The Journal has a story on the consideration U.S. News is giving to counting entering part-time students along with full-time students. For what it's worth, I think the problem is with law schools that have started bogus part-time day programs to admit students who don't otherwise have the proper credentials. Long established part-time evening programs, like George Mason's, tend to have students with a bit weaker academic credentials than their full-time counterparts, but with vastly more real-world experience. I've had, for example, evening students in their 40s and 50s who have successfully built multi-million dollar businesses. Does it make sense to judge them based on their undergraduate GPA from twenty years earlier?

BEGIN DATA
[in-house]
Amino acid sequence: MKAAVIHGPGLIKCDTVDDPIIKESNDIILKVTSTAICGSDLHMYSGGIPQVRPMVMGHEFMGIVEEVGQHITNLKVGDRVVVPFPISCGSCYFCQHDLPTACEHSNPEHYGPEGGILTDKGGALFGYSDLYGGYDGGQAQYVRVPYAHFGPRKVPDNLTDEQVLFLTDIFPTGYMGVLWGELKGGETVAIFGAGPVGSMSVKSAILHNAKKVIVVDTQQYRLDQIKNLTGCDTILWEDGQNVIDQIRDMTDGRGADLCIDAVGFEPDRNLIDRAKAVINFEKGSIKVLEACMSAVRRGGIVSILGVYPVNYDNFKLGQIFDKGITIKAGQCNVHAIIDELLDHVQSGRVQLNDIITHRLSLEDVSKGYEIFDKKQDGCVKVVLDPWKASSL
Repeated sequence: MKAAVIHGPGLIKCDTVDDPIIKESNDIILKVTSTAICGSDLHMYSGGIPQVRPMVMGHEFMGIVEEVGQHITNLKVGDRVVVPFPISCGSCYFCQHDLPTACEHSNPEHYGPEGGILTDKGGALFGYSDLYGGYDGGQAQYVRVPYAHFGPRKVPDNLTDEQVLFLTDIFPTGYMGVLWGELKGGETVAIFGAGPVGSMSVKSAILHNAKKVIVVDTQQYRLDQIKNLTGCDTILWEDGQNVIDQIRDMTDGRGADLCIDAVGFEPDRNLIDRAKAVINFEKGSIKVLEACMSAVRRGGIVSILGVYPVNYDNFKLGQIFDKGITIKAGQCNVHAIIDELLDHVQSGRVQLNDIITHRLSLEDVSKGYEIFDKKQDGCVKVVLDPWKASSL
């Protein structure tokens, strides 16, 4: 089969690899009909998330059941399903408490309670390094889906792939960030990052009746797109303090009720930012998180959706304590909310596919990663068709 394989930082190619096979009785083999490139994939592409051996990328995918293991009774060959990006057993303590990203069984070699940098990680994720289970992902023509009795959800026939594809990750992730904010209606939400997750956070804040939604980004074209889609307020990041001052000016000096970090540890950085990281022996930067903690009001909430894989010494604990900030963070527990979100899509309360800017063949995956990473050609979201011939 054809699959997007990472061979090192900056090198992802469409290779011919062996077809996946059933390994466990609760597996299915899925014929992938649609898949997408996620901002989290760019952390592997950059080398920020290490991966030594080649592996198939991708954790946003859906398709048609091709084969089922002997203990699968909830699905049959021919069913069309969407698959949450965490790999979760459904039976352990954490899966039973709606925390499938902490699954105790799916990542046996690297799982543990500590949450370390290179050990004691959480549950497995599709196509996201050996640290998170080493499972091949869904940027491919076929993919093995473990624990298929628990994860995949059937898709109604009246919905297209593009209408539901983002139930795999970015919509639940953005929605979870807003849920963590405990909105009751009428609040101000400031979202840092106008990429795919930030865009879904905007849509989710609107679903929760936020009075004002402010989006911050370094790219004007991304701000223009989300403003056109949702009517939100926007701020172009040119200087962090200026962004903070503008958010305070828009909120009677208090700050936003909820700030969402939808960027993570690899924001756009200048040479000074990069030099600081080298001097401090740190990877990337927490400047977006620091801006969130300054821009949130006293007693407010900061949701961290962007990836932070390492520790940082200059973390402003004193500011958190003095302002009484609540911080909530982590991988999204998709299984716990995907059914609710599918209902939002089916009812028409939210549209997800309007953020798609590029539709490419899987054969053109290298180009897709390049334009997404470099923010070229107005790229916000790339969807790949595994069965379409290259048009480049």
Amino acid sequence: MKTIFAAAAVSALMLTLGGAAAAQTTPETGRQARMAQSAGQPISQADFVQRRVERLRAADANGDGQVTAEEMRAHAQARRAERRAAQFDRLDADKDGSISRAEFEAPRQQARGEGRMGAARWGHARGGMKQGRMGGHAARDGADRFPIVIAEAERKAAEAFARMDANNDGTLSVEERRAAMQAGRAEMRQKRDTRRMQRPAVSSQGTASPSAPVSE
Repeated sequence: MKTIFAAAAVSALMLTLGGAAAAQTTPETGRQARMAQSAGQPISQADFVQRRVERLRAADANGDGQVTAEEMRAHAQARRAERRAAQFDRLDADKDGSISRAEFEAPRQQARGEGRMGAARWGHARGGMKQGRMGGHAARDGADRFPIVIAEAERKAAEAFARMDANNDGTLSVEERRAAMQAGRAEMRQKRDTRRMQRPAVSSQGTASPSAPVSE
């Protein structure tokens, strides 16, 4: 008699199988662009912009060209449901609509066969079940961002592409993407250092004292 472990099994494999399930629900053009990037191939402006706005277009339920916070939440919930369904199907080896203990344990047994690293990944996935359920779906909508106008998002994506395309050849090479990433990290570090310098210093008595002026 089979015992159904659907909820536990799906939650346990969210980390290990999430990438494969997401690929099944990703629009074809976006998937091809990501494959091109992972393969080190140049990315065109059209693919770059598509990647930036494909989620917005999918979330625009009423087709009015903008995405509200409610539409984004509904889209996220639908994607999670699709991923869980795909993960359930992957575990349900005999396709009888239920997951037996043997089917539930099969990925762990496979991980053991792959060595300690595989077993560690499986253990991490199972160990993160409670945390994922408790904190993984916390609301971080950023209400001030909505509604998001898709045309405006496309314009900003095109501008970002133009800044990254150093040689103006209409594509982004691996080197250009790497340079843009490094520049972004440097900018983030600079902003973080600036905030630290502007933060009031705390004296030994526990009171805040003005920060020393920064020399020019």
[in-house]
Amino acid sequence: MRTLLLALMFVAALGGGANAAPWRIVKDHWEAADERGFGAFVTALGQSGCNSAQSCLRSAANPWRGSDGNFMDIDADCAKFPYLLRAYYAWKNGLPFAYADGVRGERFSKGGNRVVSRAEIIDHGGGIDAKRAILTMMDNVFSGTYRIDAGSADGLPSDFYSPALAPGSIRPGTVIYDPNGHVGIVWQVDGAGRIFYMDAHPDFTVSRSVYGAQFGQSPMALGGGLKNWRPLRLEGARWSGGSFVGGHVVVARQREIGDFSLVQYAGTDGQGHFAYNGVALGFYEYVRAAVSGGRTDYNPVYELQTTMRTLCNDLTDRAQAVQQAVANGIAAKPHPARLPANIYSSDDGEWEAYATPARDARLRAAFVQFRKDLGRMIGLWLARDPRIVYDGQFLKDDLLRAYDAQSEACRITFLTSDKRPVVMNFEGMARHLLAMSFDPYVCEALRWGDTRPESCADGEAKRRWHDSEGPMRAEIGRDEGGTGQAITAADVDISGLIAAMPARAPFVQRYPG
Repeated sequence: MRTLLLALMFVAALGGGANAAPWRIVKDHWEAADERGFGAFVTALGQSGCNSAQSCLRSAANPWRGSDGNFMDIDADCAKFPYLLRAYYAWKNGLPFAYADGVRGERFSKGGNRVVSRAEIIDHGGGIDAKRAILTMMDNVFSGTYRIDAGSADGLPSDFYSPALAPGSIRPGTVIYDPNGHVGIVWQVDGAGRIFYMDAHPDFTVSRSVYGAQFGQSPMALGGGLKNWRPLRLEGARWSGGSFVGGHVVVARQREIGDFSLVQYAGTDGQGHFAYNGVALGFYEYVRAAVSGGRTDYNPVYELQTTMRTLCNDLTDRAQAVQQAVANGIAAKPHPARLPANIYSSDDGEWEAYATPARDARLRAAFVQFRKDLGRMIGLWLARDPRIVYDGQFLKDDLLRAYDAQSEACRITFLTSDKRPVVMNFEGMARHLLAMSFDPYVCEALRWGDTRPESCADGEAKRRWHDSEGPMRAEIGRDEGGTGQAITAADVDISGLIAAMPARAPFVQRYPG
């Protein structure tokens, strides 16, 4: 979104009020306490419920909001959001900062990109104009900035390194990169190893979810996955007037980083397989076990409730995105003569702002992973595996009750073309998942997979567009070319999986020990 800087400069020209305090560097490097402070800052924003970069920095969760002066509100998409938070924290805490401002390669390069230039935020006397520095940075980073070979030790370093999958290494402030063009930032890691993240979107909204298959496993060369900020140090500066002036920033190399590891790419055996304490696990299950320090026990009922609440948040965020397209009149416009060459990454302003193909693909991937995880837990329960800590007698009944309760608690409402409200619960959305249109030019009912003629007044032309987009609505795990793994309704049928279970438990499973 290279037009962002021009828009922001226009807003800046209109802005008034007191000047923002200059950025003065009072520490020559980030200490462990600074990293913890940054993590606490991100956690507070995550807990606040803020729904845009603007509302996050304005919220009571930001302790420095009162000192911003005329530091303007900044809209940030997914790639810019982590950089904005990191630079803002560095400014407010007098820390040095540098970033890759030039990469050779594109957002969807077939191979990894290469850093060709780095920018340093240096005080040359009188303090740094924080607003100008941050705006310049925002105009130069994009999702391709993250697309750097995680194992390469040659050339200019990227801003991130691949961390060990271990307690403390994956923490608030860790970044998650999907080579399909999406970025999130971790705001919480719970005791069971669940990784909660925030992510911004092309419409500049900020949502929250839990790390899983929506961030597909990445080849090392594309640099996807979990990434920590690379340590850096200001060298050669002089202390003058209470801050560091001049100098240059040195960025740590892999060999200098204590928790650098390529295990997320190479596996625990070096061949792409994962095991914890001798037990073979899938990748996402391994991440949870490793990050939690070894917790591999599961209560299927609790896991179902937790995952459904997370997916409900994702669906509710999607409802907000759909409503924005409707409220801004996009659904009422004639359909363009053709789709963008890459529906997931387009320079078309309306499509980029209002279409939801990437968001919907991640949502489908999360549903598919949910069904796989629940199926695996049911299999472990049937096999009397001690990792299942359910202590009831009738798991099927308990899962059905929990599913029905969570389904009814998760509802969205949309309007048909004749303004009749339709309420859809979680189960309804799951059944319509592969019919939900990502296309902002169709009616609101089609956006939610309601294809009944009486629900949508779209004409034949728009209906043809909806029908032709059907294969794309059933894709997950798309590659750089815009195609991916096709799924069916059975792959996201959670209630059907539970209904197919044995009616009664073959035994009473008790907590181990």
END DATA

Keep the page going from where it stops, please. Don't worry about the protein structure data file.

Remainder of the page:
I was also struck but this line: "Mr. Morse of U.S. News says the magazine will run tests of how the change would play out in rankings, and then decide in January." If the change is methodologically valid (or not), it shouldn't matter "how the change would play out in rankings." It's bizarre to first decide what you think the rankings should look like, and then create (or retain) criteria to meet that preconceived notion.
What I'd like to see is a separate ranking of part-time programs, especially given that most part-timers are working professionals who are choosing among part-time programs, and do not even consider full-time admissions. Not only would this provide very useful information to such students, but schools that, say, are revealed to have nine part-time day students out of a class of 200, with an LSAT 10 points below their full-time median, will be called out for abusing the system.
UPDATE: TAXPROF has links to much more commentary.